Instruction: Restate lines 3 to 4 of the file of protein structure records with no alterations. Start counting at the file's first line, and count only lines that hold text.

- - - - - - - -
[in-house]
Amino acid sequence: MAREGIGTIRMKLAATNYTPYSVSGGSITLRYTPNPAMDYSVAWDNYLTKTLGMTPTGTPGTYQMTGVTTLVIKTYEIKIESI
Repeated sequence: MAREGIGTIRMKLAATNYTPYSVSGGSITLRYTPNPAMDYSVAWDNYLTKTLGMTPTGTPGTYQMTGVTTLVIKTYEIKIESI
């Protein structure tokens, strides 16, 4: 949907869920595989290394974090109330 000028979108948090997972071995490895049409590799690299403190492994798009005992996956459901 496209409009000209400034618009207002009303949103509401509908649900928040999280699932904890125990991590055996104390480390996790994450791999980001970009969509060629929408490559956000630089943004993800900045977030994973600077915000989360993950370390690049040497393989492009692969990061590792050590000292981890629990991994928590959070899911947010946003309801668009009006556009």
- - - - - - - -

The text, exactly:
Repeated sequence: MAREGIGTIRMKLAATNYTPYSVSGGSITLRYTPNPAMDYSVAWDNYLTKTLGMTPTGTPGTYQMTGVTTLVIKTYEIKIESI
């Protein structure tokens, strides 16, 4: 949907869920595989290394974090109330 000028979108948090997972071995490895049409590799690299403190492994798009005992996956459901 496209409009000209400034618009207002009303949103509401509908649900928040999280699932904890125990991590055996104390480390996790994450791999980001970009969509060629929408490559956000630089943004993800900045977030994973600077915000989360993950370390690049040497393989492009692969990061590792050590000292981890629990991994928590959070899911947010946003309801668009009006556009």